Where Should My DOBERMAN PUPPY Sleep?

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Deciding the place you puppy sleeps at night might be something you have not thought about but it can be incredibly helpful especially for their training and routine.

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How Intelligent Are DOBERMANS

How Intelligent Are DOBERMANS

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Today we do a deep dive on the intelligence and trainability of the Doberman.

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NEVER LET YOUR DOBERMAN EAT THIS!!!!

NEVER LET YOUR DOBERMAN EAT THIS!!!!

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Watching what your dog eats is very important as there are many poisonous things to dogs and today you can learn what to foods to keep your dog away from.

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DOBERMAN VS DOGO ARGENTINO

DOBERMAN VS DOGO ARGENTINO

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HISTORY Let’s dive right into their history and see what each breed was bred for and how that influenced the canines we know today. The Doberman Pincher was a working dog originally bred by a German tax collector in 1870 who also managed the town dog pound. It is believed that herding and cattle dogs are the foundation of the original Doberman breed and the dog’s graceful appearance that we recognize today was refined through the Manchester Terrier and Greyhound additions to the bloodline. There is no relation to the Miniature Pincher though they are strikingly similar. The Dogo is a very new breed, developed in Argentina in the 1920s by Dr. Antonio Nores Martinez as a passion project. The canine was originally considered a fighting dog since much of it’s stock was from a regional fighting dog, but Dr. Martinez discovered his breed was an avid hunter of large game when he brought the dog with him on a hunt. They are now used often in hunting wild boar and mountain lions in Argentina thanks to their incredible stamina, powerful build, and fearless nature.  APPEARANCE Many Doberman’s exhibit the black and tan markings but also come in several colour variations including black and tan, red and tan, fawn, and even blue. Black and red base coats with tan markings are the most common colours though. Males average 70-90lbs and females average about 50-70lbs. Their tails are docked, and ears often cropped, though you will find many now without cropped ears. Their Doberman is sleek and graceful with a lean body and long legs to match its pointed head and elongated snout.  Dogo’s are easy to recognize with their and impressive build and solid white coat that shows off their powerful muscles. They will sometimes have small black marks that look like smudges but generally only one of two of these if any. Generally seen with cropped ears, and sometimes docked tails, these muscular canines are incredibly swift and have an amazing endurance. TRAINABILITY Both of these gorgeous dogs are incredibly intelligent and highly trainable. The Doberman has been used for military and police work, search and rescue, as well as service work. Both are highly intelligent and generally have a high energy level as well, so they need an experienced owner to direct their energy is a positive direction. Because of their high energy level and drive, Doberman’s are often used in military and police work today. The Dogo may get there, but the breed was only recognized by the AKC in 2020 and have been gaining popularity in the last several years. Both can be wilful and determined when excited, so they need a calm and consistent leader to keep them on the right track.   TEMPERAMENT Both the Doberman and Dogo need tons of socialization throughout their life (but especially in the early years) in lots of different situations to become the perfect canine companion and family dog. They are fiercely loyal to their owner and can develop separation anxiety as a result if they aren’t properly conditioned to be alone. They do well with children but because of their energy level, they should be supervised until the children are older. They are quite affectionate with their favourite person, and they will be glued to their owner’s side often giving them long, adoring stares. Keep in mind that both canines are protective and potentially reactive when they feel anyone in their family may be threatened. WRAP UP Experienced canine leaders will find excellent guardians and family companions in both the Doberman and Dogo Argentino. Both dogs will thrive in active homes where they can get plenty of exercise and affection each day. Those looking for a top-notch home guardian will love the fierce guardian instincts of the regal Doberman. Families looking for an active canine partner for agility or running will find the Dodo Argentino an enthusiastic canine always up for an adventure. Before bringing either breed into your home, though, consider your level of leadership and the time you'll be able to devote to these loyal breeds.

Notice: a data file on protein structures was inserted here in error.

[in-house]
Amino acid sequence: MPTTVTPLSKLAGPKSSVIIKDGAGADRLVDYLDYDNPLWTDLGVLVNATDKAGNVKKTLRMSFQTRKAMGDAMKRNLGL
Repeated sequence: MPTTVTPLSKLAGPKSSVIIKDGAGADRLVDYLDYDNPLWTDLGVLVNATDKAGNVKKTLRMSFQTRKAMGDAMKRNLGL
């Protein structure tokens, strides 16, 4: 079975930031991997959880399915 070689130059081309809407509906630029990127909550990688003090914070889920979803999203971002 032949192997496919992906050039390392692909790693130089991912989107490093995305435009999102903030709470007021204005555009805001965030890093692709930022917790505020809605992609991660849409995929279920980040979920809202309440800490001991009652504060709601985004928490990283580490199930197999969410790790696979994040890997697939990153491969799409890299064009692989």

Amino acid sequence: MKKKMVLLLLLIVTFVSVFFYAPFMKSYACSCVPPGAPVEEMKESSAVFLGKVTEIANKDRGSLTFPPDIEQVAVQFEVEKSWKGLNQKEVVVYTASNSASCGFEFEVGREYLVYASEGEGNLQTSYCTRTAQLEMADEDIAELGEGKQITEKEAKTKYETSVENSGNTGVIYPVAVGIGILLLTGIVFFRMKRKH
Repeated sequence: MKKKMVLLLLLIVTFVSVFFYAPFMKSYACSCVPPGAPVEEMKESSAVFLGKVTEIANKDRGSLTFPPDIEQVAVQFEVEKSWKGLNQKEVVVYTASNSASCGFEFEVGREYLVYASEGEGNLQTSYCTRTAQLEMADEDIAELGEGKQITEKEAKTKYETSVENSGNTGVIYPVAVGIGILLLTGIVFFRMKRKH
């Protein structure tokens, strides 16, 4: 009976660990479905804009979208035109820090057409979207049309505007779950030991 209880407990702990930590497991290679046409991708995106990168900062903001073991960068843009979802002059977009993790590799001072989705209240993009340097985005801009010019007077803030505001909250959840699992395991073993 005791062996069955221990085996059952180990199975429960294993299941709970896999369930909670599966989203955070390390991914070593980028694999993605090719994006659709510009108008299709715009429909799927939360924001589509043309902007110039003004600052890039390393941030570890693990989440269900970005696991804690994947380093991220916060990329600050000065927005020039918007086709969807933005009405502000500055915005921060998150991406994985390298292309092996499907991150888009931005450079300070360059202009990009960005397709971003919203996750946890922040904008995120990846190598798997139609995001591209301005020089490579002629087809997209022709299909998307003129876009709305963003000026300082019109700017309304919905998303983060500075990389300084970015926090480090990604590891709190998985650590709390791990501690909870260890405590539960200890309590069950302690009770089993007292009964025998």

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When Should My DOBERMAN Be HOUSE TRAINED